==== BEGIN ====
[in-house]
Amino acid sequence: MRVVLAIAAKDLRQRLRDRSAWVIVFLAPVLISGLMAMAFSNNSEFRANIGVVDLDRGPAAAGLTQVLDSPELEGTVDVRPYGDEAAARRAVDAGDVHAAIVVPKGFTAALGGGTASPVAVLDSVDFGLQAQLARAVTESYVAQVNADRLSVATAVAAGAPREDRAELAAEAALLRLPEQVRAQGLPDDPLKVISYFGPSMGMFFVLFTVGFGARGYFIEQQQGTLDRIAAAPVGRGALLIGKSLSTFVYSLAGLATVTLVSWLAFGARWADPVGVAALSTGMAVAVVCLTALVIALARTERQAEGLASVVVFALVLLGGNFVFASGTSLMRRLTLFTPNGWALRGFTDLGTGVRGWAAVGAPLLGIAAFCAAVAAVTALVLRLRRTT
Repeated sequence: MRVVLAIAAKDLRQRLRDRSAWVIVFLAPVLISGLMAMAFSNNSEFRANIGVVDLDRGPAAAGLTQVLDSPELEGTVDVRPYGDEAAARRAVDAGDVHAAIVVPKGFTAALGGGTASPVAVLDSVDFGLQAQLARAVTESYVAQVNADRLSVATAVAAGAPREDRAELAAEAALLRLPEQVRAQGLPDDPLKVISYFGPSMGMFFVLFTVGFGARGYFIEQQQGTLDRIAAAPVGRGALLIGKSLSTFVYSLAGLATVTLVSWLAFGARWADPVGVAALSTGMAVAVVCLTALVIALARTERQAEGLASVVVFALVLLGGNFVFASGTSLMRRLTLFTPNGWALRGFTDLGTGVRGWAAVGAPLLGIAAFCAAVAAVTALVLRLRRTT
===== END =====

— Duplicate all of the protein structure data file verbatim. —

[in-house]
Amino acid sequence: MRVVLAIAAKDLRQRLRDRSAWVIVFLAPVLISGLMAMAFSNNSEFRANIGVVDLDRGPAAAGLTQVLDSPELEGTVDVRPYGDEAAARRAVDAGDVHAAIVVPKGFTAALGGGTASPVAVLDSVDFGLQAQLARAVTESYVAQVNADRLSVATAVAAGAPREDRAELAAEAALLRLPEQVRAQGLPDDPLKVISYFGPSMGMFFVLFTVGFGARGYFIEQQQGTLDRIAAAPVGRGALLIGKSLSTFVYSLAGLATVTLVSWLAFGARWADPVGVAALSTGMAVAVVCLTALVIALARTERQAEGLASVVVFALVLLGGNFVFASGTSLMRRLTLFTPNGWALRGFTDLGTGVRGWAAVGAPLLGIAAFCAAVAAVTALVLRLRRTT
Repeated sequence: MRVVLAIAAKDLRQRLRDRSAWVIVFLAPVLISGLMAMAFSNNSEFRANIGVVDLDRGPAAAGLTQVLDSPELEGTVDVRPYGDEAAARRAVDAGDVHAAIVVPKGFTAALGGGTASPVAVLDSVDFGLQAQLARAVTESYVAQVNADRLSVATAVAAGAPREDRAELAAEAALLRLPEQVRAQGLPDDPLKVISYFGPSMGMFFVLFTVGFGARGYFIEQQQGTLDRIAAAPVGRGALLIGKSLSTFVYSLAGLATVTLVSWLAFGARWADPVGVAALSTGMAVAVVCLTALVIALARTERQAEGLASVVVFALVLLGGNFVFASGTSLMRRLTLFTPNGWALRGFTDLGTGVRGWAAVGAPLLGIAAFCAAVAAVTALVLRLRRTT